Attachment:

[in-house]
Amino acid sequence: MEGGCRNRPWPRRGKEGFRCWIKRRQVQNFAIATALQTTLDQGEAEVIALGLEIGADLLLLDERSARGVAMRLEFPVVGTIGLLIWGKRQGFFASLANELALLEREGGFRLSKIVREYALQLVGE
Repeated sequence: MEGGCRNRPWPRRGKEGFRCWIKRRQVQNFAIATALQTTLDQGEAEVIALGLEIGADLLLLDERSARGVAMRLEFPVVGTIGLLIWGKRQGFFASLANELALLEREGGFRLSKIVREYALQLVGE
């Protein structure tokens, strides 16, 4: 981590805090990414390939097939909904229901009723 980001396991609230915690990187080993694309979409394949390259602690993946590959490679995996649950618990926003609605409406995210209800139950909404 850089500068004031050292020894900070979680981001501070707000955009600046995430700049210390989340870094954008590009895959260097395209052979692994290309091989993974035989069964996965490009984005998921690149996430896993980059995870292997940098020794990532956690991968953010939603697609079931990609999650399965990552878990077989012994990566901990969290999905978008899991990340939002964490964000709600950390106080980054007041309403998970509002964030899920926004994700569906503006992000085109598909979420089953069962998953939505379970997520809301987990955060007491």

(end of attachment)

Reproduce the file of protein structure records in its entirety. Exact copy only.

[in-house]
Amino acid sequence: MEGGCRNRPWPRRGKEGFRCWIKRRQVQNFAIATALQTTLDQGEAEVIALGLEIGADLLLLDERSARGVAMRLEFPVVGTIGLLIWGKRQGFFASLANELALLEREGGFRLSKIVREYALQLVGE
Repeated sequence: MEGGCRNRPWPRRGKEGFRCWIKRRQVQNFAIATALQTTLDQGEAEVIALGLEIGADLLLLDERSARGVAMRLEFPVVGTIGLLIWGKRQGFFASLANELALLEREGGFRLSKIVREYALQLVGE
């Protein structure tokens, strides 16, 4: 981590805090990414390939097939909904229901009723 980001396991609230915690990187080993694309979409394949390259602690993946590959490679995996649950618990926003609605409406995210209800139950909404 850089500068004031050292020894900070979680981001501070707000955009600046995430700049210390989340870094954008590009895959260097395209052979692994290309091989993974035989069964996965490009984005998921690149996430896993980059995870292997940098020794990532956690991968953010939603697609079931990609999650399965990552878990077989012994990566901990969290999905978008899991990340939002964490964000709600950390106080980054007041309403998970509002964030899920926004994700569906503006992000085109598909979420089953069962998953939505379970997520809301987990955060007491």